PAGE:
Act I. Pauline's room.
The servants of Pauline prepare the room for the night (choir and scene: " Déja dans l'azur des cieux "). She confesses to her confidante Stratonice the confusion of a dream where her husband, the Armenian aristocrat Polyeucte, was baptised and at once struck to death by Jupiter. Polyeucte appears soon, shaken by a Christians' new sacrifice which will be offered the next day to the heathen gods (duet: " Quelle morne douleur"). Pauline is horrified to learn that her husband sympathizes with their cause. Polyeucte also announces to her, that the day of the sacrifice was moved to coincide with the visit of Severe, an imperial general, who comes to celebrate a recent victory. Pauline does not need a presentation. She tells her husband that Severe used to be in love with her and that, without the intervention of her father, she would be today his wife. A square with a triumphal arch. The imperial group and Félix's following, governor of Armenia and father of Pauline, arrive at the sound of a triumphal march and a choir. Severe recognizes quickly Félix and Pauline; they present him Polyeucte as the husband of Pauline. Still in love with Pauline, Severe is startled to learn that she is married (quartet with choir: " Je frémis "). The curtain falls on the resumption of the parade and choir.
Act II. A garden with a small temple to Vesta.
One hearsin the distance the sounds of the celebration. However, Severe cannot share in the festivities, because he suffers to know Pauline married to the other one (story and cavatina: " O dieux, o puissances célestes "). He moves aside when Pauline enters with her suite. She deposits an offering in Vesta's temple. Severe reveals his presence and reminds her of the times when they were together (duet: " Pauline!...Dieux! "). Pauline asks him to forget the past, because she now has duties to her husband; she asks him not to try to see her again. Pauline returns to the temple and Severe hides at the approach of Polyeucte and his friend Néarque. They speak in vague terms of the imminent conversion of Polyeucte to Christianity. A wild site in the moonlight. Sextus, young Roman patrician, sings a barcarolle in the distance, while a boat transporting young people and women appears on the river. A Christian old man, Siméon, regrets the decadence of the heathen and leads in a group of Christian brothers. After a long prayer, Néarque presents Polyeucte to the faithful assembly, whereas Severe shelters in his hiding place. Polyeucte is baptized during a long ceremony.
Act III. A room in Félix's palace.
The heathen high priest Albin reveals to Félix, Polyeucte and Severe, that he has been informed about theprogress of a Christians' night-meeting, and he swears that Jupiter will bring down on them his vengeance. Severe hesitates to express such a hatred for the Christians; he indicates that he was a witness to the meeting and, without revealing any names, that a person of a very important social rank was baptized. After the departure of Félix and Albin, Polyeucte thanks Severe for his generosity, but adds that he would be happy to die for his faith. Before his departure, Severe admits his surprise that Polyeucte can hold his faith before his love for Pauline (story and cantilena: " Quoi, c'est peu de perdre Pauline! "). The sacrifice of the Christians in the temple is imminent and Polyeucte announces to his friend Néarque that he intends to smash the heathen idols (duet: " Où pensez-vous aller? "). Néarque agrees to join him. A square. At one end, the temple of Jupiter. After a long sacred procession, which brings the Christian victims, and an entertainment of heathen ballet, Polyeucte runs in and declares that he is a Christian and throws curses against the false gods of Rome. Pauline tries, in vain, to prevent him from achieving his project of destruction of the idols. The assembled crowd shouts for vengeance.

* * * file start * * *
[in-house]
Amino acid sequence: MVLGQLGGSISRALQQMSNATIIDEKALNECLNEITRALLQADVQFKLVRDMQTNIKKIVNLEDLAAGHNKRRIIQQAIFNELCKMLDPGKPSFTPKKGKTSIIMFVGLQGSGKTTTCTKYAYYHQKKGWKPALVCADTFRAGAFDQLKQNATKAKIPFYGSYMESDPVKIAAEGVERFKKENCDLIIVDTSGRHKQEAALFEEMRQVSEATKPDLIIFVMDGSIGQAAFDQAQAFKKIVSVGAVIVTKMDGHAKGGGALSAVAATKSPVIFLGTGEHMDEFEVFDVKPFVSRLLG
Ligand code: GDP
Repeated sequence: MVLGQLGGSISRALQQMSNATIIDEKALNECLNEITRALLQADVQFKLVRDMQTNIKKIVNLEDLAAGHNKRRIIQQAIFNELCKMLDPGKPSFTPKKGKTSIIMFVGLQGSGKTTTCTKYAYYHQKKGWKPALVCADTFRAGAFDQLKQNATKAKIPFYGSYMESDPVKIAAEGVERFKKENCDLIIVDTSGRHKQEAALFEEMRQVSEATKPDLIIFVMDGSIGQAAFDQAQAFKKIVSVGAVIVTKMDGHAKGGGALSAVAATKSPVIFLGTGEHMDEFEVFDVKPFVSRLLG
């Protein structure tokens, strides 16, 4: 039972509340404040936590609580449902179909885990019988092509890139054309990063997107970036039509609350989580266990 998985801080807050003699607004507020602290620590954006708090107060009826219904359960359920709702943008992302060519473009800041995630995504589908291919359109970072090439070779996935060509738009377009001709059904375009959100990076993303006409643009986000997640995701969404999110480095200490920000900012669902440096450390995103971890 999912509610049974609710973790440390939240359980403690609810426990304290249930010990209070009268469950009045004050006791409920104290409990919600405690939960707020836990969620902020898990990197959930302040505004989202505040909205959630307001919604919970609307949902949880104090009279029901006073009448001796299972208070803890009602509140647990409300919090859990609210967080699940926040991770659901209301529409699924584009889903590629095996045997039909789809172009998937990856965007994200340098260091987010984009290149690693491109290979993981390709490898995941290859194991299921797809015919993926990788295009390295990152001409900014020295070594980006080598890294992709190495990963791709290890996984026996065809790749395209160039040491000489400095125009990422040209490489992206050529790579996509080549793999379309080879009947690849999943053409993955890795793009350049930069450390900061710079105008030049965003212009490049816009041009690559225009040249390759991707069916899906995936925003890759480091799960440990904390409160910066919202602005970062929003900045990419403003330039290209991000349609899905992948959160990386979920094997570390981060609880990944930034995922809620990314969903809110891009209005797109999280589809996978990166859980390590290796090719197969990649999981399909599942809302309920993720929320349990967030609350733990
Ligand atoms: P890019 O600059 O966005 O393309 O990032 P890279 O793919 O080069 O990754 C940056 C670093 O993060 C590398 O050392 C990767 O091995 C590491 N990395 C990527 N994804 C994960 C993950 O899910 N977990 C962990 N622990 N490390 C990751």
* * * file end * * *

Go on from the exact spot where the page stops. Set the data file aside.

Act IV. A prison.
Polyeucte thoughts turn only towards heaven and the emptiness of temporal life (stanzas: " Source délicieuse "). Pauline implores him to save himself, and to save their marriage, by giving up his conversion, but her husband is deaf to her pleas (duet: " Polyeucte! Il en est temps encore! "). He comforts and consols himself in the recitation of the main events of the life of Christ. Pauline declares that she is ready to die for Polyeucte. Polyeucte tries to convince his wife to embrace Christianity, so that they can be united after death. Severe appears suddenly and offers Polyeucte the means to escape (trio: "Sévère! Vous ici "). Pauline begs Polyeucte to seize this opportunity, but Polyeucte remains determined to face his fate. In vain, Félix offers him a last chance to live by asking him to honour the heathen gods.
Act V. A square. At one end, an arena.
The crowd demands the blood of the Christians. Polyeucte is brought in and intones a chant of Christian credo. Pauline runs to join him, declaring that she has embraced the Christian faith. Both sing the Credo when they are led towards their death in the arena.